John and Gerry's    Orchids of Britain and Europe
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Corallorhiza trifida

This species was first described by Chatelain from Norrbotten, Sweden in 1760 and its name means "three pointed",  this being a reference to the sepal configuration. The genus Corallorhiza gets its name from the resemblance of the rhizome to coral and this also accounts for C. trifida's widely used common name of  Coralroot Orchid.
This is a saprophytic orchid but unlike the other European saprophytes (Epipogium and Neottia), it maintains  a reasonable amount of chlorophyll within its stem and is consequently able to manufacture a modest level of its own food. This capability is one of the main reasons why Corallorhiza may be found in a wider range of habitats than species within the other two saprophytic genus. C. trifida is primarily a woodland plant but it may also be found in more open environments such as wet coastal dune slacks and alpine marshes.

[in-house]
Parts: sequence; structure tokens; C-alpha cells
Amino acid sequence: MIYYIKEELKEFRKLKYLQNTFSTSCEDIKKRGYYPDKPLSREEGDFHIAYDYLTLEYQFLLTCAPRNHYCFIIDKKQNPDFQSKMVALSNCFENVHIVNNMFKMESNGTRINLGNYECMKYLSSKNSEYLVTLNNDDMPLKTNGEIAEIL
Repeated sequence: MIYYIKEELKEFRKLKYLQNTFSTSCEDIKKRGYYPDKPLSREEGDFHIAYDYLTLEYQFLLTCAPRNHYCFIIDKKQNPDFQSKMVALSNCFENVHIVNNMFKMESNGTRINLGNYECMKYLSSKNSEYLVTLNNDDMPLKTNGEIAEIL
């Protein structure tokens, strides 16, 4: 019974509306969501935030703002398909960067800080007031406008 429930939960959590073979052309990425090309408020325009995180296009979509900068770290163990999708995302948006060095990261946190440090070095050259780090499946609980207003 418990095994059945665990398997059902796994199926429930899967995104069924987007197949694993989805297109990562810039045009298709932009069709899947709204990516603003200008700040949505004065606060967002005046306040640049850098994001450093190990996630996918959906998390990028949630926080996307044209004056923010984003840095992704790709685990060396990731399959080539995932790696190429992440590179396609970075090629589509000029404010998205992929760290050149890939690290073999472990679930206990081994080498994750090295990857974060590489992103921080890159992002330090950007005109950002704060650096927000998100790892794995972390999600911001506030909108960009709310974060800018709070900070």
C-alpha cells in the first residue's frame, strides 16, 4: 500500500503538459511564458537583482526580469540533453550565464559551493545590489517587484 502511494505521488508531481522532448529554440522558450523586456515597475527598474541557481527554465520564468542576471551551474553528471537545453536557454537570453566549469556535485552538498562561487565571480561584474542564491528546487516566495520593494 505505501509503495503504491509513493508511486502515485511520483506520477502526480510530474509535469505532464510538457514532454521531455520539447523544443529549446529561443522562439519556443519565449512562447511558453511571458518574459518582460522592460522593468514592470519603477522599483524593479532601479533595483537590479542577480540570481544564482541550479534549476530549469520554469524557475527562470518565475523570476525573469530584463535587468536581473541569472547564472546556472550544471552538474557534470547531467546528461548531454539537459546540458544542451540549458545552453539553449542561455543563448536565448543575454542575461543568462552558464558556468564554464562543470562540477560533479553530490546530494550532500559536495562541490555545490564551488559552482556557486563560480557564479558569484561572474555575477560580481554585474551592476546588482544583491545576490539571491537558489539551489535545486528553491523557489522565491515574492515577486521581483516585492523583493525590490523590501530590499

It's a small, leafless plant that can occasionally reach a leggy 25cm and as can be seen from the photos, established specimens may grow in impressive, many stemmed groups. C. trifida is not a common orchid anywhere but in its favoured locations it can be found in large numbers as was the case with the colony featured in the accompanying illustrations. It's range is enormous, occurring over much of North America, Europe and Asia.

Due to the large range of this species it can flower as early as May in warmer areas and as late as August in the north and east. The photos come from the Vercors of southern France, dating from the beginning of June.